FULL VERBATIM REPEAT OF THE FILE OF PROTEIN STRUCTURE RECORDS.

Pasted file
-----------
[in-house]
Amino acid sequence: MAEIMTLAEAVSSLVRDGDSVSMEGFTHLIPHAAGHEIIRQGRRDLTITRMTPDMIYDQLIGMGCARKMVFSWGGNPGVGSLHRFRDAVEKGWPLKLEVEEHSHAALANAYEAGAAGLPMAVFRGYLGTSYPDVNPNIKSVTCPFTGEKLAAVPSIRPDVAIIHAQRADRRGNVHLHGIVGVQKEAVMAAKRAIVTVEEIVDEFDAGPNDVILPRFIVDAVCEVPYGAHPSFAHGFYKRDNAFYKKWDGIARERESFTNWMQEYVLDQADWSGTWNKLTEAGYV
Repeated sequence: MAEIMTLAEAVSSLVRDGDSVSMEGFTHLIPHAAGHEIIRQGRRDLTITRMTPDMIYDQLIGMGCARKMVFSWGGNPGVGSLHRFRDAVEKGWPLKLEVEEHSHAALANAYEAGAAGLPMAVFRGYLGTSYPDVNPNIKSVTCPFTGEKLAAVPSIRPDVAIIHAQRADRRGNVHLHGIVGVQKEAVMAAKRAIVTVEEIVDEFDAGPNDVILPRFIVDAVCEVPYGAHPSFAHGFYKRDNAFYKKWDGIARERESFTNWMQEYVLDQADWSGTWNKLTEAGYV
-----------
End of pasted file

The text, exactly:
[in-house]
Amino acid sequence: MAEIMTLAEAVSSLVRDGDSVSMEGFTHLIPHAAGHEIIRQGRRDLTITRMTPDMIYDQLIGMGCARKMVFSWGGNPGVGSLHRFRDAVEKGWPLKLEVEEHSHAALANAYEAGAAGLPMAVFRGYLGTSYPDVNPNIKSVTCPFTGEKLAAVPSIRPDVAIIHAQRADRRGNVHLHGIVGVQKEAVMAAKRAIVTVEEIVDEFDAGPNDVILPRFIVDAVCEVPYGAHPSFAHGFYKRDNAFYKKWDGIARERESFTNWMQEYVLDQADWSGTWNKLTEAGYV
Repeated sequence: MAEIMTLAEAVSSLVRDGDSVSMEGFTHLIPHAAGHEIIRQGRRDLTITRMTPDMIYDQLIGMGCARKMVFSWGGNPGVGSLHRFRDAVEKGWPLKLEVEEHSHAALANAYEAGAAGLPMAVFRGYLGTSYPDVNPNIKSVTCPFTGEKLAAVPSIRPDVAIIHAQRADRRGNVHLHGIVGVQKEAVMAAKRAIVTVEEIVDEFDAGPNDVILPRFIVDAVCEVPYGAHPSFAHGFYKRDNAFYKKWDGIARERESFTNWMQEYVLDQADWSGTWNKLTEAGYV